President Nixon notably remains an off-camera presence through most of the eight-episode series, which marks Starz’s entry into the crowded realm of attention-grabbing historical dramas. The show comes with a glittering marquee, casting Julia Roberts and an unrecognizable Sean Penn (is there an Emmy for prosthetic jowls?) as Martha and John Mitchell, the latter the dutiful Nixon Attorney General who put loyalty to the president ahead of his wife.
The terrific ensemble also includes Dan Stevens (“Downton Abbey”) as John Dean, portrayed as an ambitious young lawyer swept up in Nixon’s campaign of dirty tricks, who finally asserts himself with help from his eventual wife Mo (“GLOW’s” Betty Gilpin); and Shea Whigham (“Boardwalk Empire”) as messianic soldier G. Gordon Liddy, introduced performing his famous stunt of holding his hand over a flame to demonstrate how tough he is.
It’s Martha, dubbed “the mouth of the South,” who provides the project’s title as well as its heart and soul, and gives Roberts a chance to essentially return to “Steel Magnolias” territory. Known for her cozy relationship with reporters, Mitchell was kidnapped, held and drugged to prevent her from talking when the scandal broke, after which Nixon’s flunkies endeavored to make her look like a drunk and crazy woman (she’s shown being asked if she’s nuts on a talk show) in order to discredit her.
Directed by Matt Ross, working with producers Robbie Pickering and “Mr. Robot’s” Sam Esmail (who previously teamed with Roberts on “Homecoming”), “Gaslit” at times feels as if it has bitten off more than it can chew, narratively speaking, and the over-the-top aspects — including the Keystone Cops nature of the break-in itself — risk clashing with the darker side of the story.
Still, there are plenty of memorable moments amid the madness, such a John Mitchell telling a wide-eyed Dean, “To defeat our enemy, we must become snakes,” and Martha later snapping when her husband frets about her outspokenness, “Get another wife if you want a silent one.” Plus, there are other deft touches, like the look that comes across the face of Mark Felt — a.k.a. Deep Throat — when his boss at the FBI, L. Patrick Gray (John Carroll Lynch), tries to bury the bureau’s investigation.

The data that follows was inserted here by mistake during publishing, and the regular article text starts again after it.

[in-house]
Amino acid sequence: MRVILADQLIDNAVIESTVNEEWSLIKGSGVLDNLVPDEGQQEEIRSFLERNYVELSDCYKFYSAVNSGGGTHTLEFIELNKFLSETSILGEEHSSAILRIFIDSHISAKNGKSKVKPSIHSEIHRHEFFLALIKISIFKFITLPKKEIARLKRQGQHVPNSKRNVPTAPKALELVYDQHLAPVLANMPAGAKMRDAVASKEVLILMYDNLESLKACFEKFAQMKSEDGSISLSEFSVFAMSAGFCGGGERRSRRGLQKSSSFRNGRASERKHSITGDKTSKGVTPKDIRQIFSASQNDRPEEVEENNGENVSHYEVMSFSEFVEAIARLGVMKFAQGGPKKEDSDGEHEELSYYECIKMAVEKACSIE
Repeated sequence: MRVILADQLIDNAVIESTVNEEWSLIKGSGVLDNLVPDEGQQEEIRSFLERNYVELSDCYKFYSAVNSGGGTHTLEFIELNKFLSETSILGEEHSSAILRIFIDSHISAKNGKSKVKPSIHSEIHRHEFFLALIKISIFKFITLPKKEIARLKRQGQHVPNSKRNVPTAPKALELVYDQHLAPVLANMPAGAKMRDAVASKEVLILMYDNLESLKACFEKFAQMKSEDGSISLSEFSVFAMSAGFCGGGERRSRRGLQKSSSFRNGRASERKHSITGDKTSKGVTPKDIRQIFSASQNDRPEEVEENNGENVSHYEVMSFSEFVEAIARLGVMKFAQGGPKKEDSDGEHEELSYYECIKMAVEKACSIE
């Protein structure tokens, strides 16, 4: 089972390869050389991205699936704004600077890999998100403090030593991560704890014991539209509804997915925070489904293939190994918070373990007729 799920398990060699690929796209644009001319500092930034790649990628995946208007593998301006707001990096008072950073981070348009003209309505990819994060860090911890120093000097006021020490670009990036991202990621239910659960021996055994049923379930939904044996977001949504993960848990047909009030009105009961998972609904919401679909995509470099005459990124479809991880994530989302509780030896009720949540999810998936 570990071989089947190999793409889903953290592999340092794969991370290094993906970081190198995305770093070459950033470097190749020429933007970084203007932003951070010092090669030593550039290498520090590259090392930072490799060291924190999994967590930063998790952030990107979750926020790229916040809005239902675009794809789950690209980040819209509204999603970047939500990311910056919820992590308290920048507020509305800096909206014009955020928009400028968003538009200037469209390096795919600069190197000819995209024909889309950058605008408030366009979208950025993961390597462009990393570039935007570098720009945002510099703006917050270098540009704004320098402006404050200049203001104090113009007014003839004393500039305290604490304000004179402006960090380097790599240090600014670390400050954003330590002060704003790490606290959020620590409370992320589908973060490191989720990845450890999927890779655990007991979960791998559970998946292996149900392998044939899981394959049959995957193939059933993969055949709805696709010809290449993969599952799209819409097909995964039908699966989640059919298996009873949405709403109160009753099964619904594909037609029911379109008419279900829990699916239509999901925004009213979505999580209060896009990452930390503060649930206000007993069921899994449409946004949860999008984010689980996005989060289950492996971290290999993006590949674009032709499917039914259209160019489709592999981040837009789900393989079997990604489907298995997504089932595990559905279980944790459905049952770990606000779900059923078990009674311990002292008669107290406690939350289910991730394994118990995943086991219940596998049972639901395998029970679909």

The renewed interest in Watergate comes after the Trump years, and various scandals that have drawn comparisons to what Nixon aides at the time euphemistically described as “simple intelligence gathering” and, as Liddy puts it, acquiring “opposition leverage.”
Adapted from the “Slow Burn” podcast, “Gaslit” evokes Watergate with all its messiness, reflecting how the president’s men went from willing accomplices in these schemes to investigative targets, faced with the choice between cooperating or going down with the ship.
At its foundation, “Gaslit” presents not just the politics of the 1970s but its cultural mores, evident in the casual misogyny at work in dismissing Martha’s claims as the ravings of a socialite wife. In doing so it captures a time when there were snakes all around, and how far they’d go to save their own skins.
“Gaslit” premieres April 24 at 8 p.m. ET on Starz.